Coronavirus updates: More schools shutting down, Legislature to suspend operations

  • New Hampshire Department of Safety CommissionerRobert L. Quinn (right) in the Emergency Operations Center at the Incident Planning and Operations Center in Concord effective to assist in the state’s response to the COVID-19 outbreak. GEOFF FORESTER

Monitor staff
Published: 3/14/2020 8:51:10 AM

Schools in Pembroke, Allenstown, Chichester and Epsom joined a growing number of districts that have decided to close down for two weeks while evaluating the coronavirus threat.

SAU 53 Superintendent Patty Sherman said Saturday the decision was made “out of an abundance of caution.”

“Please understand that this situation is fluid and the staff and administration will be working together to address and answer questions as we have more information,” Sherman said.

Concord schools are poised to follow suit, with a special meeting of the school board called for Sunday morning. Parents were told school was expected to be conducted remotely for two or three weeks. 

Even the board members won’t meet in person and instead will conduct a call-in meeting, Superintendent Frank Bass told parents in a recorded message.

Schools in Bow and Dunbarton will be closed Monday so staff members can plan and prepare for a possible longer-term school closure and implementation of remote instruction, district officials said Saturday morning following an emergency meeting Friday.

Similarly, SAU 24, which includes schools in Henniker, Weare and Stoddard, will be closed Monday for staff planning and preparation. The SAU 24 board will meet Monday at 6:30 p.m. to discuss the district’s emergency response.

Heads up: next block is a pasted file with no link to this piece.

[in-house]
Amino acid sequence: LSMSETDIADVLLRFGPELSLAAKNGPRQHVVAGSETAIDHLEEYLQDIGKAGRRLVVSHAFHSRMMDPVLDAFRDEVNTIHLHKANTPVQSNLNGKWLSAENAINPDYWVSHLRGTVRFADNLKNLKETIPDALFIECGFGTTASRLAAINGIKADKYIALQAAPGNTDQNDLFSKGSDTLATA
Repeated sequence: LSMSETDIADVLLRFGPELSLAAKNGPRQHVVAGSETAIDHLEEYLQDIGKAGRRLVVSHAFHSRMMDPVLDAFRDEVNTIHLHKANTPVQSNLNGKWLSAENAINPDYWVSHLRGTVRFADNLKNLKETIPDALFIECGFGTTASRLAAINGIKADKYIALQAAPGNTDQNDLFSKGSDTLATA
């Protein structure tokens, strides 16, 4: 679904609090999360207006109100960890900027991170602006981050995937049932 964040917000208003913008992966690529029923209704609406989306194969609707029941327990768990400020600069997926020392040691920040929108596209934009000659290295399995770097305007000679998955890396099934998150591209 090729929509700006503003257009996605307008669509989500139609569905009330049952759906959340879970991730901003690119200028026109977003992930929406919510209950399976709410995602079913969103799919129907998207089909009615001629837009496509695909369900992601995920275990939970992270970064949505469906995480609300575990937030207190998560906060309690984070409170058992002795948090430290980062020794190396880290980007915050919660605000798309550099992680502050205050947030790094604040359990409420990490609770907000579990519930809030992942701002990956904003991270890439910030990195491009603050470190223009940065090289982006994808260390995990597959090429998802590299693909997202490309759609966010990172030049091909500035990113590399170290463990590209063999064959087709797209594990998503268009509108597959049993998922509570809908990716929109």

Likewise, Merrimack Valley and Kearsage school districts each called off school for students Monday with an eye toward a possible longer closure. Merrimack Valley has schools in Boscawen, Webster, Salisbury, Penacook and Loudon. Kearsarge serves students in Bradford, New London, Newbury, Springfield, Sutton, Warner, and Wilmot.

Manchester schools will be closed Monday, but starting Tuesday teachers will launch their remote learning plans.

Hopkinton school districts had not announced any closure plans as of early Saturday evening. The Shaker Regional School District, which serves students in Canterbury and Belmont, had also not announced any plans.

For Suncook Valley schools, Monday will be a professional development day for staff as they prepare to develop remote instruction plans. Schools were expected to reopen on Monday, March 30.

“We appreciate your patience and understanding as we all work together to make decisions that we feel are in the best interest of our students, staff, and our communities,” Sherman said in a letter to parents.

Sherman encouraged families to check the school district’s website for updates, but no new information about virus warnings had been posted since Monday.

Schools in Bedford, Exeter, Nashua, Hamstead and Plaistow have all decided to close for a week or two.

Seventh case

A woman who was in the Manchester office of the DMV over the past two weeks is the seventh person in New Hampshire presumed to have tested positive for COVID-19, the coronavirus disease.